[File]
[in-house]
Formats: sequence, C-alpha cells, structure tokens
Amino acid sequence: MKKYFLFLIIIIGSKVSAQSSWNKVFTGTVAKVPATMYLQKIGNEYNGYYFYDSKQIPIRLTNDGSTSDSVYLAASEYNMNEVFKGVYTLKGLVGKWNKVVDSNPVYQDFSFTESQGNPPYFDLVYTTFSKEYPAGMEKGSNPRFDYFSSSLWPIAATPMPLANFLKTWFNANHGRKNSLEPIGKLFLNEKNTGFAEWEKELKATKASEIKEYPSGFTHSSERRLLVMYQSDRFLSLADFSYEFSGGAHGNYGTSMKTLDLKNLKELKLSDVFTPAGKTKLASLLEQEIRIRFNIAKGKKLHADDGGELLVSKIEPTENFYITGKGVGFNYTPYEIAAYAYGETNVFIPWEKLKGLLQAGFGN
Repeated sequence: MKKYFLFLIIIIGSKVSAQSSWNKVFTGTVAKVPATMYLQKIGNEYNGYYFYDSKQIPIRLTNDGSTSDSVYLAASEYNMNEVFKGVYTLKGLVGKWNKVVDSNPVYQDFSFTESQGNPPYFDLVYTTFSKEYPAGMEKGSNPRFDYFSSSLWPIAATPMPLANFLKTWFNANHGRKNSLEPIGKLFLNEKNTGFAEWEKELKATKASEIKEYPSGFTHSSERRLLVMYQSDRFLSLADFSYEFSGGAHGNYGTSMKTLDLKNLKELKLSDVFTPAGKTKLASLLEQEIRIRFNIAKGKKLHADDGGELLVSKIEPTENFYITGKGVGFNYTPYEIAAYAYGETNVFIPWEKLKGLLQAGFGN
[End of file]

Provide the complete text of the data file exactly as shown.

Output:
[in-house]
Formats: sequence, C-alpha cells, structure tokens
Amino acid sequence: MKKYFLFLIIIIGSKVSAQSSWNKVFTGTVAKVPATMYLQKIGNEYNGYYFYDSKQIPIRLTNDGSTSDSVYLAASEYNMNEVFKGVYTLKGLVGKWNKVVDSNPVYQDFSFTESQGNPPYFDLVYTTFSKEYPAGMEKGSNPRFDYFSSSLWPIAATPMPLANFLKTWFNANHGRKNSLEPIGKLFLNEKNTGFAEWEKELKATKASEIKEYPSGFTHSSERRLLVMYQSDRFLSLADFSYEFSGGAHGNYGTSMKTLDLKNLKELKLSDVFTPAGKTKLASLLEQEIRIRFNIAKGKKLHADDGGELLVSKIEPTENFYITGKGVGFNYTPYEIAAYAYGETNVFIPWEKLKGLLQAGFGN
Repeated sequence: MKKYFLFLIIIIGSKVSAQSSWNKVFTGTVAKVPATMYLQKIGNEYNGYYFYDSKQIPIRLTNDGSTSDSVYLAASEYNMNEVFKGVYTLKGLVGKWNKVVDSNPVYQDFSFTESQGNPPYFDLVYTTFSKEYPAGMEKGSNPRFDYFSSSLWPIAATPMPLANFLKTWFNANHGRKNSLEPIGKLFLNEKNTGFAEWEKELKATKASEIKEYPSGFTHSSERRLLVMYQSDRFLSLADFSYEFSGGAHGNYGTSMKTLDLKNLKELKLSDVFTPAGKTKLASLLEQEIRIRFNIAKGKKLHADDGGELLVSKIEPTENFYITGKGVGFNYTPYEIAAYAYGETNVFIPWEKLKGLLQAGFGN